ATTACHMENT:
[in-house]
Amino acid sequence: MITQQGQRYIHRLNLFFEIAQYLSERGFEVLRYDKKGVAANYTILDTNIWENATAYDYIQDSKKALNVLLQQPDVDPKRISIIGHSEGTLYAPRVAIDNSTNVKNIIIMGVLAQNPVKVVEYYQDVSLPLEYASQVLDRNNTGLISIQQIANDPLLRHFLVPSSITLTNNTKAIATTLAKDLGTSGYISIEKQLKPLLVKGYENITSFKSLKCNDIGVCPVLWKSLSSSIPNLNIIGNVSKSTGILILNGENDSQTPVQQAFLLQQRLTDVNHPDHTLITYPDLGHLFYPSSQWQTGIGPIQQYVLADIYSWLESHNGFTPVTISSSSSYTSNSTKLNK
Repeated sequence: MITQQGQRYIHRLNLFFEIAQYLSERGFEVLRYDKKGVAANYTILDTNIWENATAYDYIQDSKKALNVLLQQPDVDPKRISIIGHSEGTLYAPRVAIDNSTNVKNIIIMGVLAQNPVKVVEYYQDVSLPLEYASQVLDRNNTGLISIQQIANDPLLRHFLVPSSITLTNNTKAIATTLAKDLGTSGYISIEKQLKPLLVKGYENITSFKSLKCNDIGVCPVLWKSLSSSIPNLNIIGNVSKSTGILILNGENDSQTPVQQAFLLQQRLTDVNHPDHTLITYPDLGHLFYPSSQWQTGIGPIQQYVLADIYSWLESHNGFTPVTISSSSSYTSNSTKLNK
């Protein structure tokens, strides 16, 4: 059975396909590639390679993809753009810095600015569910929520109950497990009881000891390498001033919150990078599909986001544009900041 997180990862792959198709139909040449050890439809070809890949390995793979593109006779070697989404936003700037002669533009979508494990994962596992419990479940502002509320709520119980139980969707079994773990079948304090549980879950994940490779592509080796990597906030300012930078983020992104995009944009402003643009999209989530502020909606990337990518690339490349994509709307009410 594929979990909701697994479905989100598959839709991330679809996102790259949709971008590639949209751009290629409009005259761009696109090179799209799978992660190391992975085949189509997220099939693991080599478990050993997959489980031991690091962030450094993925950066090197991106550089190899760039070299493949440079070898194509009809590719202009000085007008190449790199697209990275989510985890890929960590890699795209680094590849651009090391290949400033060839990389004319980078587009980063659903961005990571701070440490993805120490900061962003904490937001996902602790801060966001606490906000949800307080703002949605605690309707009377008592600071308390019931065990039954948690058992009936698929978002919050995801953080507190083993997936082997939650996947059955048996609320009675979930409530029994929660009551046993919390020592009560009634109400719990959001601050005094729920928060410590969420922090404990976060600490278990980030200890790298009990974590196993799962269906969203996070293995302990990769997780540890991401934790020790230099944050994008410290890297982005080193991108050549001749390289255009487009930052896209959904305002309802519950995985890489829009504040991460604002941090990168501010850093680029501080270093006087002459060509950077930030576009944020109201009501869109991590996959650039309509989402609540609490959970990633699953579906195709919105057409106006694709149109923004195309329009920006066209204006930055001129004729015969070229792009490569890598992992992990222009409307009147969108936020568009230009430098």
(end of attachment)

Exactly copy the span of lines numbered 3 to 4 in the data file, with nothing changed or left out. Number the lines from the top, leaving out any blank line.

Repeated sequence: MITQQGQRYIHRLNLFFEIAQYLSERGFEVLRYDKKGVAANYTILDTNIWENATAYDYIQDSKKALNVLLQQPDVDPKRISIIGHSEGTLYAPRVAIDNSTNVKNIIIMGVLAQNPVKVVEYYQDVSLPLEYASQVLDRNNTGLISIQQIANDPLLRHFLVPSSITLTNNTKAIATTLAKDLGTSGYISIEKQLKPLLVKGYENITSFKSLKCNDIGVCPVLWKSLSSSIPNLNIIGNVSKSTGILILNGENDSQTPVQQAFLLQQRLTDVNHPDHTLITYPDLGHLFYPSSQWQTGIGPIQQYVLADIYSWLESHNGFTPVTISSSSSYTSNSTKLNK
């Protein structure tokens, strides 16, 4: 059975396909590639390679993809753009810095600015569910929520109950497990009881000891390498001033919150990078599909986001544009900041 997180990862792959198709139909040449050890439809070809890949390995793979593109006779070697989404936003700037002669533009979508494990994962596992419990479940502002509320709520119980139980969707079994773990079948304090549980879950994940490779592509080796990597906030300012930078983020992104995009944009402003643009999209989530502020909606990337990518690339490349994509709307009410 594929979990909701697994479905989100598959839709991330679809996102790259949709971008590639949209751009290629409009005259761009696109090179799209799978992660190391992975085949189509997220099939693991080599478990050993997959489980031991690091962030450094993925950066090197991106550089190899760039070299493949440079070898194509009809590719202009000085007008190449790199697209990275989510985890890929960590890699795209680094590849651009090391290949400033060839990389004319980078587009980063659903961005990571701070440490993805120490900061962003904490937001996902602790801060966001606490906000949800307080703002949605605690309707009377008592600071308390019931065990039954948690058992009936698929978002919050995801953080507190083993997936082997939650996947059955048996609320009675979930409530029994929660009551046993919390020592009560009634109400719990959001601050005094729920928060410590969420922090404990976060600490278990980030200890790298009990974590196993799962269906969203996070293995302990990769997780540890991401934790020790230099944050994008410290890297982005080193991108050549001749390289255009487009930052896209959904305002309802519950995985890489829009504040991460604002941090990168501010850093680029501080270093006087002459060509950077930030576009944020109201009501869109991590996959650039309509989402609540609490959970990633699953579906195709919105057409106006694709149109923004195309329009920006066209204006930055001129004729015969070229792009490569890598992992992990222009409307009147969108936020568009230009430098």